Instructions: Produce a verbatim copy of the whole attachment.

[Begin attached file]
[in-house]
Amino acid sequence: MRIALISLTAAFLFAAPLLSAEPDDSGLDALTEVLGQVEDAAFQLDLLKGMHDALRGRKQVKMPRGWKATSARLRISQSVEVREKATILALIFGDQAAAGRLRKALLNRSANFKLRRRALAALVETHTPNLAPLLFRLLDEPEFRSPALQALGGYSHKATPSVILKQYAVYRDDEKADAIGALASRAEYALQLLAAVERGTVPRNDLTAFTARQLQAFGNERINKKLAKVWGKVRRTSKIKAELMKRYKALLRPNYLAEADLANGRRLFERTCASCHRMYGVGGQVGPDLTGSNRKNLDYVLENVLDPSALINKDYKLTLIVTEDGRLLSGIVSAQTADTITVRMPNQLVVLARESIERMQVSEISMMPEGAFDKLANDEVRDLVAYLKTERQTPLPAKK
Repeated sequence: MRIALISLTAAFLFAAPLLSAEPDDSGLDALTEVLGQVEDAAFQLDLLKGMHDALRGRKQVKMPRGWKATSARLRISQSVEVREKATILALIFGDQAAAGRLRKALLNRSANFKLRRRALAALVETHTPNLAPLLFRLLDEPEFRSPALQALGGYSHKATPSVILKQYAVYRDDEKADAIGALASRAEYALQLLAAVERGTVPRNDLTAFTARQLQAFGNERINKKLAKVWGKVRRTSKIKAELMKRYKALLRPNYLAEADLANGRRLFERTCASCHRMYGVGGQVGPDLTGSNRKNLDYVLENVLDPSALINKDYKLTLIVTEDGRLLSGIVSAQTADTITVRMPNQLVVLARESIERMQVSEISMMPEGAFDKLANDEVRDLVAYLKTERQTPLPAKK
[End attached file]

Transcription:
[in-house]
Amino acid sequence: MRIALISLTAAFLFAAPLLSAEPDDSGLDALTEVLGQVEDAAFQLDLLKGMHDALRGRKQVKMPRGWKATSARLRISQSVEVREKATILALIFGDQAAAGRLRKALLNRSANFKLRRRALAALVETHTPNLAPLLFRLLDEPEFRSPALQALGGYSHKATPSVILKQYAVYRDDEKADAIGALASRAEYALQLLAAVERGTVPRNDLTAFTARQLQAFGNERINKKLAKVWGKVRRTSKIKAELMKRYKALLRPNYLAEADLANGRRLFERTCASCHRMYGVGGQVGPDLTGSNRKNLDYVLENVLDPSALINKDYKLTLIVTEDGRLLSGIVSAQTADTITVRMPNQLVVLARESIERMQVSEISMMPEGAFDKLANDEVRDLVAYLKTERQTPLPAKK
Repeated sequence: MRIALISLTAAFLFAAPLLSAEPDDSGLDALTEVLGQVEDAAFQLDLLKGMHDALRGRKQVKMPRGWKATSARLRISQSVEVREKATILALIFGDQAAAGRLRKALLNRSANFKLRRRALAALVETHTPNLAPLLFRLLDEPEFRSPALQALGGYSHKATPSVILKQYAVYRDDEKADAIGALASRAEYALQLLAAVERGTVPRNDLTAFTARQLQAFGNERINKKLAKVWGKVRRTSKIKAELMKRYKALLRPNYLAEADLANGRRLFERTCASCHRMYGVGGQVGPDLTGSNRKNLDYVLENVLDPSALINKDYKLTLIVTEDGRLLSGIVSAQTADTITVRMPNQLVVLARESIERMQVSEISMMPEGAFDKLANDEVRDLVAYLKTERQTPLPAKK